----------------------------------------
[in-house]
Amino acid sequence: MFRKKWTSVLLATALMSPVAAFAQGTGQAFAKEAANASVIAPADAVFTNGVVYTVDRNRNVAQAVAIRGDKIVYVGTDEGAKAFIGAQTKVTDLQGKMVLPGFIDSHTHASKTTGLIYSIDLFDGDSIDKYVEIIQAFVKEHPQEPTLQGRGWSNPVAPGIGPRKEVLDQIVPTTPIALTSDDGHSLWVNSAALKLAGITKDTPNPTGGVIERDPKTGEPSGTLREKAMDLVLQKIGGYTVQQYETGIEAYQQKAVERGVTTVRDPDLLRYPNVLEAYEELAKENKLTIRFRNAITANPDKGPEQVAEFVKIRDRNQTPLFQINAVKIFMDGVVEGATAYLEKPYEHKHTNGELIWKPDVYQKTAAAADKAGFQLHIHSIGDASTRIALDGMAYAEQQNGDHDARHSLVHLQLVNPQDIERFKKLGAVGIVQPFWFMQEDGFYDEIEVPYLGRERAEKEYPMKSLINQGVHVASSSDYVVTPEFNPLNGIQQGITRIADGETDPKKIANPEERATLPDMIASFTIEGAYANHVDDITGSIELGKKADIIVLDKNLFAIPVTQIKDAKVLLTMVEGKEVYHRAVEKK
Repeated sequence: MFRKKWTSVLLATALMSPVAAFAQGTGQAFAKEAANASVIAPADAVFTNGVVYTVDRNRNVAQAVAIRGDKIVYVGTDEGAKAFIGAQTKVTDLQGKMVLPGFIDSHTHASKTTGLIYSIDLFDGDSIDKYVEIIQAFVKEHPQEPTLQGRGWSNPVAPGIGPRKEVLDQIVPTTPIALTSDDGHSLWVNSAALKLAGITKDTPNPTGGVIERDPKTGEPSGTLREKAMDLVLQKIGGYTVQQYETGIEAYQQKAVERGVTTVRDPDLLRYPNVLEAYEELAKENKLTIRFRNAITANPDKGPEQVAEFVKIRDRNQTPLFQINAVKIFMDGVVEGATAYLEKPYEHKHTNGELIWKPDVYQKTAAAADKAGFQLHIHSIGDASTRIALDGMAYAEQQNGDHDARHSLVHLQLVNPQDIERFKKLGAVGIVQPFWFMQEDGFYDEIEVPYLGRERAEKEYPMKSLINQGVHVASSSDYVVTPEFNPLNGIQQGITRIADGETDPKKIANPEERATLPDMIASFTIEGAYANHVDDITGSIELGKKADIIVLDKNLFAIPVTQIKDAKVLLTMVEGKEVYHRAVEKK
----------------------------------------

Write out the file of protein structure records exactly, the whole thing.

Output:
[in-house]
Amino acid sequence: MFRKKWTSVLLATALMSPVAAFAQGTGQAFAKEAANASVIAPADAVFTNGVVYTVDRNRNVAQAVAIRGDKIVYVGTDEGAKAFIGAQTKVTDLQGKMVLPGFIDSHTHASKTTGLIYSIDLFDGDSIDKYVEIIQAFVKEHPQEPTLQGRGWSNPVAPGIGPRKEVLDQIVPTTPIALTSDDGHSLWVNSAALKLAGITKDTPNPTGGVIERDPKTGEPSGTLREKAMDLVLQKIGGYTVQQYETGIEAYQQKAVERGVTTVRDPDLLRYPNVLEAYEELAKENKLTIRFRNAITANPDKGPEQVAEFVKIRDRNQTPLFQINAVKIFMDGVVEGATAYLEKPYEHKHTNGELIWKPDVYQKTAAAADKAGFQLHIHSIGDASTRIALDGMAYAEQQNGDHDARHSLVHLQLVNPQDIERFKKLGAVGIVQPFWFMQEDGFYDEIEVPYLGRERAEKEYPMKSLINQGVHVASSSDYVVTPEFNPLNGIQQGITRIADGETDPKKIANPEERATLPDMIASFTIEGAYANHVDDITGSIELGKKADIIVLDKNLFAIPVTQIKDAKVLLTMVEGKEVYHRAVEKK
Repeated sequence: MFRKKWTSVLLATALMSPVAAFAQGTGQAFAKEAANASVIAPADAVFTNGVVYTVDRNRNVAQAVAIRGDKIVYVGTDEGAKAFIGAQTKVTDLQGKMVLPGFIDSHTHASKTTGLIYSIDLFDGDSIDKYVEIIQAFVKEHPQEPTLQGRGWSNPVAPGIGPRKEVLDQIVPTTPIALTSDDGHSLWVNSAALKLAGITKDTPNPTGGVIERDPKTGEPSGTLREKAMDLVLQKIGGYTVQQYETGIEAYQQKAVERGVTTVRDPDLLRYPNVLEAYEELAKENKLTIRFRNAITANPDKGPEQVAEFVKIRDRNQTPLFQINAVKIFMDGVVEGATAYLEKPYEHKHTNGELIWKPDVYQKTAAAADKAGFQLHIHSIGDASTRIALDGMAYAEQQNGDHDARHSLVHLQLVNPQDIERFKKLGAVGIVQPFWFMQEDGFYDEIEVPYLGRERAEKEYPMKSLINQGVHVASSSDYVVTPEFNPLNGIQQGITRIADGETDPKKIANPEERATLPDMIASFTIEGAYANHVDDITGSIELGKKADIIVLDKNLFAIPVTQIKDAKVLLTMVEGKEVYHRAVEKK